Click on the link to find out about saving the William’s Center.
Wednesday, November 4, 2015, 7 p.m.
Williams Center for the Arts
One Williams Plaza, Rutherford NJ
Plus the words of William Carlos Williams
and open readings from the floor
Contact: John Barrale – firstname.lastname@example.org
DENISE LA NEVE writes both poetry and fiction. Three of her poems were published in the anthology Beyond the Rift: Poets of the Palisades (2010, Poet’s Press, http://www.poetspress.org), for which she was also an editor. Other work has appeared in the annual Red Wheelbarrow, Sensations Magazine, and the Istanbul Literary Review. Her short story ‘Whoru’ won the prize for best fiction in a fiction contest sponsored by Sensations Magazine (2007). Denise co-hosts the acclaimed NORTH JERSEY LITERARY SERIES in Teaneck, NJ. She is currently working on a poetry chapbook based on her childhood summers in Citers, France, and is one of 5 editors of a major new poetry anthology to be published by the Poet’s Press in early 2016.
PAUL NASH is a naturalist, writer and editor whose published works include poetry and narrative fiction, as well as scientific and historical articles. He conducts research at the American Museum of Natural History on ancient organisms preserved in amber and sedimentary rock. With his wife, Denise, he hosts the monthly NORTH JERSEY LITERARY SERIES (founded in 1997). He was a contributing poet and editor for the anthology Beyond the Rift: Poets of the Palisades (2010, Poet’s Press, http://www.poetspress.org), and has also been published in and an editor for various literary journals. He is currently on the Board of Directors of The Poets’ Press. Paul has collected ancient amber on scientific expeditions to India, Northern Alaska, and the Dolomites of northern Italy, as well as during excursions to the feathered dinosaur beds of Liaoning China, the Isle of Wight, and the amber fields of Lebanon. He is past President of the New York Paleontological Society.
“I fell in love with poetry in high school or earlier, the poetry of Shakespeare, Yeats, Donne and others. The music of those poets got stuck in my head, and I felt a need to write my own, like when a song gets stuck in your head and only singing it will get it out,” Zirilli says. “In high school, however, my poetry sounded like jingles. It was truly awful. Slowly, I found the right music for my words. I guess it was the right combination of difficult and rewarding to make it truly addictive.”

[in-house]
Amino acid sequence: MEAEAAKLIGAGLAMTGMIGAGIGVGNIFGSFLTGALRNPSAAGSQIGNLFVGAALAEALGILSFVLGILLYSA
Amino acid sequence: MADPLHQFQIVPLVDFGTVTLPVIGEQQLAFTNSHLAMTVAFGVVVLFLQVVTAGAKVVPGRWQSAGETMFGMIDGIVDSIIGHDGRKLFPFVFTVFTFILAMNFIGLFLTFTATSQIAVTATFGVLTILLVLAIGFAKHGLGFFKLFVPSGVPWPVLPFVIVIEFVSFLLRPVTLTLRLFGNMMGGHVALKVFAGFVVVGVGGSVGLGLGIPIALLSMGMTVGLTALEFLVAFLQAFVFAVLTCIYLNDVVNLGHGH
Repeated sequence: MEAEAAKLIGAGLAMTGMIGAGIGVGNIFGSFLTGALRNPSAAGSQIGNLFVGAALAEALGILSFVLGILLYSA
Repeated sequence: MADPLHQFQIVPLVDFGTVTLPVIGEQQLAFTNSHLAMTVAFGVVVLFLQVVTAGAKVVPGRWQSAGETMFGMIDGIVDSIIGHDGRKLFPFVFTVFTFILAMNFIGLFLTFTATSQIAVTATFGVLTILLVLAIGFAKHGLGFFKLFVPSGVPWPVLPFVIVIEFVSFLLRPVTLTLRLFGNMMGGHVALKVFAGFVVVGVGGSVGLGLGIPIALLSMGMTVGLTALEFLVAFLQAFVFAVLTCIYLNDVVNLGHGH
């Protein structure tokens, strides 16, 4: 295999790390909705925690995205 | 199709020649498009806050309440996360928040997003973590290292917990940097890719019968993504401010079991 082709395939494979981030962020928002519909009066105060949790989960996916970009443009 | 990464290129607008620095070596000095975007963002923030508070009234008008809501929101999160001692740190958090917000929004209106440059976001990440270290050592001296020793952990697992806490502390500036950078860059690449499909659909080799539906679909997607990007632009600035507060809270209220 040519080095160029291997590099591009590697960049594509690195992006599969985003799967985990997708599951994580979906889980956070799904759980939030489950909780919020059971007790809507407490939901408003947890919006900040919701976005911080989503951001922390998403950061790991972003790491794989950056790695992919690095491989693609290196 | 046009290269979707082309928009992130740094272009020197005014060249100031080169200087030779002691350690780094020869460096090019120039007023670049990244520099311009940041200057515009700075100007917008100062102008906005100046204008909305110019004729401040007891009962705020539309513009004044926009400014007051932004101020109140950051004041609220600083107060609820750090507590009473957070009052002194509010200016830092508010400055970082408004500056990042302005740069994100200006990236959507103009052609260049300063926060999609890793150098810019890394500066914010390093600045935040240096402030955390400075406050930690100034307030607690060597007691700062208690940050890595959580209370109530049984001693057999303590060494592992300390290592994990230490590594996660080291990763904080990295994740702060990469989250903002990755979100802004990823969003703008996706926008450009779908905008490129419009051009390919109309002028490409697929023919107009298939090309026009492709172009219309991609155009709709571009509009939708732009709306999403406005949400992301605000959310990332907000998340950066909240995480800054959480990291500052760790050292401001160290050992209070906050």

A Healthcare IT manager, Zirilli holds a Bachelor of Arts in both Computer Science and English Literature. His hobbies are poetry, art and photography, all of which he cannot live without, he notes.
His approach to writing poetry is not to fuss over quantity or content.
“I only write if I have something to write. I’ll see something, or hear something, or a certain phrase will occur to me. The poem starts there,” Zirilli shares. “I might start right away or I might wait months before I start writing it down and expanding it. The seed, if it’s any good, will create more words until the poem is done. I rarely plan the poem. I just let it write itself out.”
To foster creativity and allow it to grow takes time.
“The trick is overcoming the blank page, which sits there like a terrible abyss. The seed image or phrase might not be the beginning of the poem, but I’ll usually put that down first just to get rid of that blank page. Often, I’ll write longhand first. A first draft might be fast, under an hour, if I don’t get stuck,” Zirilli reveals. “Then typing it into the computer becomes the first revision. After the first revision, it gets hard to revise, hard to get back into the poem again, but I’ve found that sometimes I’m able to revise old poems because I’ve mostly forgotten writing them, so I bring fresh eyes to them.”